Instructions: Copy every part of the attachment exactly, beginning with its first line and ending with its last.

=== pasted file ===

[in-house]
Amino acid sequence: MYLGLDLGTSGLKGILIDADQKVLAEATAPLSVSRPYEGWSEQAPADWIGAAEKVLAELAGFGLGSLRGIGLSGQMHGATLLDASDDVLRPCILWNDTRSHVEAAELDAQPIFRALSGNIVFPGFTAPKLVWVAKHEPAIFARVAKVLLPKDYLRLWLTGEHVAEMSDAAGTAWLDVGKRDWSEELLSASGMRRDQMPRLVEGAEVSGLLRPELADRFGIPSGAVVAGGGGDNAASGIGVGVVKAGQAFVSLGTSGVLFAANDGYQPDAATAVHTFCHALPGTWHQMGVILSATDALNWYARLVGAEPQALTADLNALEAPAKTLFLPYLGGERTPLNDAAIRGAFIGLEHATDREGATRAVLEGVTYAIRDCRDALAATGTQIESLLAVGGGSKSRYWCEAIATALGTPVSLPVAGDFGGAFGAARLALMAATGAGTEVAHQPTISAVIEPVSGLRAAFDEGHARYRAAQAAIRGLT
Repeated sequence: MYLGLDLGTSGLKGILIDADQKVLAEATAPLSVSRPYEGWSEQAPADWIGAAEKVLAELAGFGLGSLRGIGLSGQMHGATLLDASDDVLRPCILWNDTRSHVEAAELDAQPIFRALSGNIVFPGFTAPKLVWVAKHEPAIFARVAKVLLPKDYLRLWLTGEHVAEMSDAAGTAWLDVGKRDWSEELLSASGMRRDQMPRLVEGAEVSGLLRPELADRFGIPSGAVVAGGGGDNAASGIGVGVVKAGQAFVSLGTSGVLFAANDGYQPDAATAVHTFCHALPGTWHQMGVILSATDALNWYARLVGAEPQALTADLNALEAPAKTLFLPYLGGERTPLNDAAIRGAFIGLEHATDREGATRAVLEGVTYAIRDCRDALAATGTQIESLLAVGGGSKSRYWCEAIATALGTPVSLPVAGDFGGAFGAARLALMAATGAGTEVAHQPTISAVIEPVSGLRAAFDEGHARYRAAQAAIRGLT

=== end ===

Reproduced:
[in-house]
Amino acid sequence: MYLGLDLGTSGLKGILIDADQKVLAEATAPLSVSRPYEGWSEQAPADWIGAAEKVLAELAGFGLGSLRGIGLSGQMHGATLLDASDDVLRPCILWNDTRSHVEAAELDAQPIFRALSGNIVFPGFTAPKLVWVAKHEPAIFARVAKVLLPKDYLRLWLTGEHVAEMSDAAGTAWLDVGKRDWSEELLSASGMRRDQMPRLVEGAEVSGLLRPELADRFGIPSGAVVAGGGGDNAASGIGVGVVKAGQAFVSLGTSGVLFAANDGYQPDAATAVHTFCHALPGTWHQMGVILSATDALNWYARLVGAEPQALTADLNALEAPAKTLFLPYLGGERTPLNDAAIRGAFIGLEHATDREGATRAVLEGVTYAIRDCRDALAATGTQIESLLAVGGGSKSRYWCEAIATALGTPVSLPVAGDFGGAFGAARLALMAATGAGTEVAHQPTISAVIEPVSGLRAAFDEGHARYRAAQAAIRGLT
Repeated sequence: MYLGLDLGTSGLKGILIDADQKVLAEATAPLSVSRPYEGWSEQAPADWIGAAEKVLAELAGFGLGSLRGIGLSGQMHGATLLDASDDVLRPCILWNDTRSHVEAAELDAQPIFRALSGNIVFPGFTAPKLVWVAKHEPAIFARVAKVLLPKDYLRLWLTGEHVAEMSDAAGTAWLDVGKRDWSEELLSASGMRRDQMPRLVEGAEVSGLLRPELADRFGIPSGAVVAGGGGDNAASGIGVGVVKAGQAFVSLGTSGVLFAANDGYQPDAATAVHTFCHALPGTWHQMGVILSATDALNWYARLVGAEPQALTADLNALEAPAKTLFLPYLGGERTPLNDAAIRGAFIGLEHATDREGATRAVLEGVTYAIRDCRDALAATGTQIESLLAVGGGSKSRYWCEAIATALGTPVSLPVAGDFGGAFGAARLALMAATGAGTEVAHQPTISAVIEPVSGLRAAFDEGHARYRAAQAAIRGLT